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Electrolyte disturbances with HIV infection

Richard H Sterns, MD
Section Editor
Michael Emmett, MD
Deputy Editor
Albert Q Lam, MD


Hyponatremia and hyperkalemia are the two major electrolyte disorders that may be associated with HIV infection. They are more likely to occur in sicker patients, with the highest rates in those who are hospitalized. In addition, lactic acidosis, hypophosphatemia have been described.

The major electrolyte disorders that occur in patients with HIV infection will be reviewed here. A discussion of the endocrine changes seen in these patients is presented separately. (See "Pituitary and adrenal gland dysfunction in HIV-infected patients".)


Hyponatremia occurs in as many as 35 to 55 percent of hospitalized HIV-infected patients, but it can also be seen in ambulatory patients [1-3]. The hyponatremia is usually due to one or more of three disorders, each of which is associated with an impaired ability to excrete water due to increased release of antidiuretic hormone (ADH): syndrome of inappropriate ADH secretion (SIADH), volume depletion, and adrenal insufficiency.

Syndrome of inappropriate ADH secretion — The syndrome of inappropriate ADH secretion (SIADH) is usually due to pneumonia (with Pneumocystis carinii or other organisms), malignancy, or occult or symptomatic infection of the central nervous system [1-3]. Among patients treated with intravenous trimethoprim-sulfamethoxazole, the fluid required to dilute the drug may contribute to the development of hyponatremia. (See "Pathophysiology and etiology of the syndrome of inappropriate antidiuretic hormone secretion (SIADH)".)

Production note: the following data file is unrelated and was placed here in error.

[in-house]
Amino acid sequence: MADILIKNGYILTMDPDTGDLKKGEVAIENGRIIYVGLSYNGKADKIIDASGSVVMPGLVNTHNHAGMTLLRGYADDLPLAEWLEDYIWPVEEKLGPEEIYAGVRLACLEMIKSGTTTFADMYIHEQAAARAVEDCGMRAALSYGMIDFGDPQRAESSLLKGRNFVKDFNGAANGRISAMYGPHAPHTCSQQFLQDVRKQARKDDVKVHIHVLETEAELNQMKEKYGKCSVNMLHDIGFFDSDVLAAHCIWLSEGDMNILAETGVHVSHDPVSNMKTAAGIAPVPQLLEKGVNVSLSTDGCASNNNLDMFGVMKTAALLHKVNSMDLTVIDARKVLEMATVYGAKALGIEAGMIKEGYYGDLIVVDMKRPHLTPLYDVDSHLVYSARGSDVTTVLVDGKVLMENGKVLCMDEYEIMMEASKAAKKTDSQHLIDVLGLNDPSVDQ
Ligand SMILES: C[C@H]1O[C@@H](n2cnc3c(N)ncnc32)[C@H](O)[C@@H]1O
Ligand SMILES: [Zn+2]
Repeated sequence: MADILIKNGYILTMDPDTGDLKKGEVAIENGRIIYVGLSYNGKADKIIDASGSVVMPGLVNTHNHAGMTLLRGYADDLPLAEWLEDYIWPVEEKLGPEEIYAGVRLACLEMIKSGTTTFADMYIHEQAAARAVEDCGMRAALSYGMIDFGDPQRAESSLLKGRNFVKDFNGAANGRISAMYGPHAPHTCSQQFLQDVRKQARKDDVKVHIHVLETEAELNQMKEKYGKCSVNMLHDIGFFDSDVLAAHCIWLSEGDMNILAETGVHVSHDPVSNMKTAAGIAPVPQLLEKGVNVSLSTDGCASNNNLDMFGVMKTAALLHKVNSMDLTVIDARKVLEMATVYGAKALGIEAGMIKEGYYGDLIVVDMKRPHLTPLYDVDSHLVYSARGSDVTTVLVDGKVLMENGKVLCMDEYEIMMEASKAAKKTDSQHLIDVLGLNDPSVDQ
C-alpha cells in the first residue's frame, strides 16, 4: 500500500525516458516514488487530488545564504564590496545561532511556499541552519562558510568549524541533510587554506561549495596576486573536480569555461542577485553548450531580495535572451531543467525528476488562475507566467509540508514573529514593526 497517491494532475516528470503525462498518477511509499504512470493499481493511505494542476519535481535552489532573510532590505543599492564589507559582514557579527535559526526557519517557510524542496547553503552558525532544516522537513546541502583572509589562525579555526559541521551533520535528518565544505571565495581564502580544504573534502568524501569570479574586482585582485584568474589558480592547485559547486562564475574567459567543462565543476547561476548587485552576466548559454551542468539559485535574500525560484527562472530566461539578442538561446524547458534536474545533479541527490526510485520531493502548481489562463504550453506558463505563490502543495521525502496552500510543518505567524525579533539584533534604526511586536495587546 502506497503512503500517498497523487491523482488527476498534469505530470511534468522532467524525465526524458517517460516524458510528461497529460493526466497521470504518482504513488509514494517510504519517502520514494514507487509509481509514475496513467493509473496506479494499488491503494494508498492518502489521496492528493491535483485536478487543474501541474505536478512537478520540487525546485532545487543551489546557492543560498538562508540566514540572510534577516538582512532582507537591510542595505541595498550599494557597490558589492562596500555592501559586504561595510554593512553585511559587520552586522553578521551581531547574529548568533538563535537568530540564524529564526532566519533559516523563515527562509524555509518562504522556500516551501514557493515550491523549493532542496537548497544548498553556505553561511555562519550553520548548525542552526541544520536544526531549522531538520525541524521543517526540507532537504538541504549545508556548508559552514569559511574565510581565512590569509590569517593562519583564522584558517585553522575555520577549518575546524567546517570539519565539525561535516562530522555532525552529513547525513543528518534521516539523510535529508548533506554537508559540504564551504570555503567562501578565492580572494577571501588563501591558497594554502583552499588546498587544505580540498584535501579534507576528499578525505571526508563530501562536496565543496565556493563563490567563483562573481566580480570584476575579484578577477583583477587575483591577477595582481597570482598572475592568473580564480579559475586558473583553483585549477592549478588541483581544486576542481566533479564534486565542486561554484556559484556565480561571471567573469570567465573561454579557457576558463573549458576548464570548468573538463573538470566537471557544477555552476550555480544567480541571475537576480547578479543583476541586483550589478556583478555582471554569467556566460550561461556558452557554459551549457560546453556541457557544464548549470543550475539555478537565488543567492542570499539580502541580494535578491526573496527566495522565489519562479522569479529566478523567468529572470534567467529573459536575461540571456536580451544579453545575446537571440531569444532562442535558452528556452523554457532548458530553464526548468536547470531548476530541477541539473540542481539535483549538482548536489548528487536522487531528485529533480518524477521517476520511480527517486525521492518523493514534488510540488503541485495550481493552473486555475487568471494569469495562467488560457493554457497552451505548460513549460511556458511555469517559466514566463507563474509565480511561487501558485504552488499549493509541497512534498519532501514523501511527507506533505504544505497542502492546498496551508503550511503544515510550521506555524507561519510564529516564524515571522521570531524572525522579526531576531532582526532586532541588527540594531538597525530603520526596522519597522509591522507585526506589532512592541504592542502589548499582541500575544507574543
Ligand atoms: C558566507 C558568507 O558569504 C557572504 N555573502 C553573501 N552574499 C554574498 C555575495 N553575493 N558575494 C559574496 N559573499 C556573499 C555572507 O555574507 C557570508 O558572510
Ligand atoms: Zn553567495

Volume depletion — Volume depletion in HIV-infected patients is most often caused by gastrointestinal fluid losses, primarily from diarrhea [1,3]. Hypovolemia can be distinguished from the SIADH by a low urine sodium concentration (usually below 15 meq/L) and correction of the hyponatremia with volume repletion. (See "Diagnostic evaluation of adults with hyponatremia".)


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Literature review current through: Sep 2016. | This topic last updated: Jan 4, 2016.
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